Ariana DeBose made a name for herself as the supporting actress in West Side Story playing Anita and now she’s moving on to a leading role. It was just announced that she’s starring and executive producing romantic comedy Two and Only. Latina and LGBTQ+ writer Jen Rivas-DeLoose, who worked on Netflix’s Selena: The Series, is set to write the screenplay. Although not much else is known about the film’s plot it has been described as My Best Friend’s Wedding (1997) from a bisexual Latinx point of view, Deadline reported. The film centered on Julianne (Julia Roberts) who believes she’s actually in love with her best friend Michael (Dermot Mulroney) who is getting married to Kimmy (Cameron Diaz). Julia’s gay best friend George (Rupert Everett) pretends to be her fiancee at one point and leads the wedding party in a now iconic rendition of “I Say a Little Prayer” — a famous scene from the film. It feels fitting considering DeBose — who also sings and dances — became the first queer woman of color to win an Oscar for her role as Anita, as well as the first Afro-Latina to win.
DeBose announced the new film on her Instagram account saying, “Let’s try a rom-com! So excited to take on a new challenge and learn a thing or two about producing. Thrilled to be a part of this incredible team including Jen Rivas-DeLoose, Screen Gems’ Scott Strauss and Giselle Johnson, and Sad Unicorn’s (Abbott Elementary) Randall Einhorn and Jeremy Stern!”
To see a woman of color starring in a film about a bisexual love story is a testament to the progress being made in Hollywood even though it’s slow-going. In a report from GLAAD, they found that of the 118 films from major studios in 2019 the organization counted, just 22 contained LGBTQIA+ characters. Furthermore, bisexual representation slightly decreased to 14 percent and only 34 percent of LGBTQIA+ characters were people of color.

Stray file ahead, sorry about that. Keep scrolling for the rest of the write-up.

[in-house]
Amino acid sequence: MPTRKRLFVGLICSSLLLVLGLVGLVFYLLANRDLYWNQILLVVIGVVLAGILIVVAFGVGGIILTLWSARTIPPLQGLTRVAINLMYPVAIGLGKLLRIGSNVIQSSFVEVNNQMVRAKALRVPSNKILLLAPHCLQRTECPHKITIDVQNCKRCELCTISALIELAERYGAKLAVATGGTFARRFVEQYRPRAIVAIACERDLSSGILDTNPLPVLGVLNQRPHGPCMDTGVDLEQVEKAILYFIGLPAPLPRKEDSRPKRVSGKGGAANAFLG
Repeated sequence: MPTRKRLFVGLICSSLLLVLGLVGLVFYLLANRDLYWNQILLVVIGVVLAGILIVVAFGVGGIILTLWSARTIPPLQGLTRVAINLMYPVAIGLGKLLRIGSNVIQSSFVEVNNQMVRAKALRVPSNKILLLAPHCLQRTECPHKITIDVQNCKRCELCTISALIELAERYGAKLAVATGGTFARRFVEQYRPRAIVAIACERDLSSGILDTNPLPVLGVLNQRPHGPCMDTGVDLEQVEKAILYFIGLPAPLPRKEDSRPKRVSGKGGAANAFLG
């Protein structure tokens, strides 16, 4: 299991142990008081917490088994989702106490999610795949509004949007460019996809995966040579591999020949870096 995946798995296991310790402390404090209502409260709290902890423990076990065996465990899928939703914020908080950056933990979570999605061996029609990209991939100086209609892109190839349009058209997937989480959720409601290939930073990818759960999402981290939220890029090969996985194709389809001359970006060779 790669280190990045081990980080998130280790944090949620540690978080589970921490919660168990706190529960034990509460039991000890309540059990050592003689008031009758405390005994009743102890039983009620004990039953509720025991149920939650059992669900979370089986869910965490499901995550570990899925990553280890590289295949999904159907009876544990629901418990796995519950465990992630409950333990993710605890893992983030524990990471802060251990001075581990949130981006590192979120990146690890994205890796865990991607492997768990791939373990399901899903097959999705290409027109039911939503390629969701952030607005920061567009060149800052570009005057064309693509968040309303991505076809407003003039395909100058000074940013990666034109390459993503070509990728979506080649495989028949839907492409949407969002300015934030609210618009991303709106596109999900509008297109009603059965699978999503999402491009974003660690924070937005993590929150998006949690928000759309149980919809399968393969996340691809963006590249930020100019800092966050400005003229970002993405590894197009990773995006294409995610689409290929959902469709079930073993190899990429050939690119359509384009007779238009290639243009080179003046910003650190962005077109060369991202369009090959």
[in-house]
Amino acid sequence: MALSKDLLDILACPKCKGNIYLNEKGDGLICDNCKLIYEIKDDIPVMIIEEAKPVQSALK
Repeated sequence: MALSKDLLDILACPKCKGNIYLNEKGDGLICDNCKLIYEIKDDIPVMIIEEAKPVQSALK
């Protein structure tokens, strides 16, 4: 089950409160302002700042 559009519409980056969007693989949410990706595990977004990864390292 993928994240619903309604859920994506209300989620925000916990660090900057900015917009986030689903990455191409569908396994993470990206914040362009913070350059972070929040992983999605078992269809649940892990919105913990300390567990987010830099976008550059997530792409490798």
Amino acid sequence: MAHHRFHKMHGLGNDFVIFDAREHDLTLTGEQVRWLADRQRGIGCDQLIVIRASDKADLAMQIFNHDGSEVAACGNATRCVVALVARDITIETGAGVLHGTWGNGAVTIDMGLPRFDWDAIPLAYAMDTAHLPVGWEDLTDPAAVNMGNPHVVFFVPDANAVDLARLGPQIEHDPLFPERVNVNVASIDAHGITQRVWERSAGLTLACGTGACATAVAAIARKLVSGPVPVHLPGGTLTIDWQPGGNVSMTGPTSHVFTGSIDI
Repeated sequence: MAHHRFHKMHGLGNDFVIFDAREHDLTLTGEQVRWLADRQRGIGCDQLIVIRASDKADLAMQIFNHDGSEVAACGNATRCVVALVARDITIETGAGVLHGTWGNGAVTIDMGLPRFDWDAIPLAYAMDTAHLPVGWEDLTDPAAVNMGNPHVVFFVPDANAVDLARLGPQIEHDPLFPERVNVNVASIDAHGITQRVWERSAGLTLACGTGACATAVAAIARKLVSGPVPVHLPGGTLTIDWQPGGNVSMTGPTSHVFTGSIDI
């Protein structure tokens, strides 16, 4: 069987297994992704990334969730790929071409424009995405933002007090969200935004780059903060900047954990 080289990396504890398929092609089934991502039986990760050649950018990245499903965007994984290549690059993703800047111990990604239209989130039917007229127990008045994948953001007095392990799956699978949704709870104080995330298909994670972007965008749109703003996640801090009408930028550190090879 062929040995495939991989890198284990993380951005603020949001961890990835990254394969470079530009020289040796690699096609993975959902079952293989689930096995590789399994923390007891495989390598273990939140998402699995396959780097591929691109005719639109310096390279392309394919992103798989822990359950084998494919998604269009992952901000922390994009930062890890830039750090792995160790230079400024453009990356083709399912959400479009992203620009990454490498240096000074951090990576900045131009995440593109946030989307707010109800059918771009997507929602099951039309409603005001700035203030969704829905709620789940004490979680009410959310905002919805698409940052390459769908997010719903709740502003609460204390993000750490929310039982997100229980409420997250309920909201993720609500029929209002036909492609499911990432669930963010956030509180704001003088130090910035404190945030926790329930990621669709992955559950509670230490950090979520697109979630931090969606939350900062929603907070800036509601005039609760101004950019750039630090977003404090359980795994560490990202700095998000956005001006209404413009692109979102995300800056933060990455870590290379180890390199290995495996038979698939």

A champion in her community, DeBose makes sure to use her platform to advocate for change. During her Oscar acceptance speech, DeBose had some powerful words of encouragement for those feeling lost or questioning their own identity.
“Imagine this little girl in the backseat of a white Ford Focus. Look into her eyes,” DeBose said. “You see a queer—openly queer—woman of color and Afro Latina who found her strength in life through art, and that’s what I believe we’re here to celebrate. So, to anybody who has ever questioned your identity ever, ever, ever, or you find yourself living in the gray spaces, I promise you this: There is, indeed, a place for us.”